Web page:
Tasting the 'Poultry Grail.' Le Poulet de Bresse at Le Coq Rico in Paris

Can a simple roast chicken be an “object of desire?”  Does the Appellation Controllee system in France mean as much for food as it does for wine?  On a blustery Parisian afternoon, at the ultra-modern Le Coq Rico, the answer became a resounding “YES!”  The restaurant was Le Coq Rico and the chicken was Le Poulet de Bresse A.O.P.

But first, a little history.  If you have basic familiarity with french wines, you’ve probably come across the Appellation Controllee system.  This series of governmental regulations codifies the regional specifications for wine.  Grape varieties, boundaries, processes, and often blends are all strictly controlled.  Technically, it only regulates the place of a wine, but it works as a reasonable indicator of basic quality.  Example: An area that is given specific Grand Cru designation will also have more rigorous production standards and thus higher average quality.

For a special kind of francophile, the discovery that the Appellation system is applied to food products, launches a kind of ‘food quest.’  I am unabashedly that kind francophile.  Le Poulet de Bresse (Chicken of Bresse) had become kind of a Poultry Grail quest. Learn about the Bresse Chicken.

The quest ended at Le Coq Rico which is located just two blocks west of the tourist center of Montmartre at 98 Rue Lepic, 75018 Paris.  Their slogan is Le Bistrot des Belles Volailles (The Bistro of Beauty Poultry).  And that is not false advertising!

*Unknown to me at the time was that Le Coq Rico was a restaurant by Antoine Westermann, a chef with Three Michelin Stars (!) who opted to give them back in 2007.  

We arrived soaked from an unseasonably rainy and windy September day and stepped into the ultra modern decor.  In Paris, anything modern is a minor shock, but immediately our noses told us that we were in for something special.  Over in the open kitchen, whole chickens (and a couple ducks) rotated slowly.  Their fat dripped deliciously down onto roasting potatoes.  The aromas filled the room like an aromatic fog.

Without reservations for lunch, we took a seat at the bar.  It was quite warm as we faced the slowly roasting chicken, but that was an incredible experience watching bird and bird leave for other tables.  The entire staff moved with a seriousness and precision that was impressive.

Coqrico - 1.jpg

While our entire Poulet de Bresse was slow roasting for forty minutes, we shared a few entrees.  Pan-fried poultry livers & hearts, fried wings, spiced Cromesquis and Pan-fried duck foie gras with poppy seeds, grapes & nuts.

They were delicious as expected but nothing compared the Poulet de Bresse.  I’d expect a chicken as good as the best I’ve had before, but this was in another galaxy.  There was never a chicken that was so tender and so intensely flavorful.  Even an exceptional bottle of Burgundy was no match for the flavors of this incredible bird.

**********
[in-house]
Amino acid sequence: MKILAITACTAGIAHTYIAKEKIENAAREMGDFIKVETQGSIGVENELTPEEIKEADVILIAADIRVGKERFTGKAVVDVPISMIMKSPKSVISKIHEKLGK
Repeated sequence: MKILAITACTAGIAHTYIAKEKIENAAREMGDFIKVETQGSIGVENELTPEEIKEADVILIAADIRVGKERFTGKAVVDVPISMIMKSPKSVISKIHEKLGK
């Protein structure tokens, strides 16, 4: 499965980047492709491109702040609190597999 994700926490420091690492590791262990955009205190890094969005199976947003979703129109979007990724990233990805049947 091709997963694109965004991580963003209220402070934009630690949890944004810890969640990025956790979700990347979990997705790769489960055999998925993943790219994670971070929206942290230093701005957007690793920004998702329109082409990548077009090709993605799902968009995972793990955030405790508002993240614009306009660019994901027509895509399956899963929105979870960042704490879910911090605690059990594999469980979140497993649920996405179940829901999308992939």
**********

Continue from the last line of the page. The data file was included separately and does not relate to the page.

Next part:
Coqrico - 2 (1).jpg

We were stuffed like a goose destined for foie gras.  The richness of the entire chicken might have been a better option for four or five people.

Coqrico - 8.jpg

Paris doesn’t lack for incredible restaurants, but Le Coq Rico has secured a place at the top of my must-visit list.  I’d even fall back on an old cliche. “You haven’t really tasted chicken, until your had Le Poulet de Bresse at Le Coq Rico in Paris.”

 Photo Credit: David Harper

Photo Credit: David Harper

 
  • Le Coq Rico
  • 98 Rue Lepic, 75018 Paris
  • Telephone : +33 1 42 59 82 89

Video: Hauntingly Beautiful Moments of Paris Through Pentax Viewfinder

The life of Paris unfolds through the viewfinder of a Pentax 67 Medium Format Film Camera's viewfinder.  These are hauntingly beautiful moments captured in an unusual way, giving modern Paris a historic ambiance.  Paris and Film Cameras together in a travel video?  How can I resist?


35 Moments in Panama City. An Olympus Trip 35 Video

Talk about hybrid workflow.  In the 21st century, images captured on 35mm film and be scanned into the computer and turned into a music presentation that both resembles and transformed the dreaded vacation slideshow.

This video contains 35 images of Panama City, Panama taken in April 2013.  We visit the 'old town' area of Casco Viejo, which is undergoing rapid restoration while still retaining a rough vibe.  I also engage in some Street Photography (or Social Documentary Photography) taking candid moments of the people in Panama City.

The camera was the Olympus Trip 35.  This was the most successful camera ever made with 10,000,000 units created with essential no change to its design.  Selenium-cell metering that requires no batteries.  A hard metal camera that just does the job well.

The black and white film was 35mm Polypan F 50 - a european 'cinecopy' flm with no anti-halation layer.  It creates beautiful blooming highlights.

The color film in Kodak Portra 400 - one of the most modern sophisticated 35mm films with a gentle color palate.

9179046265_3f8d8e2237_k.jpg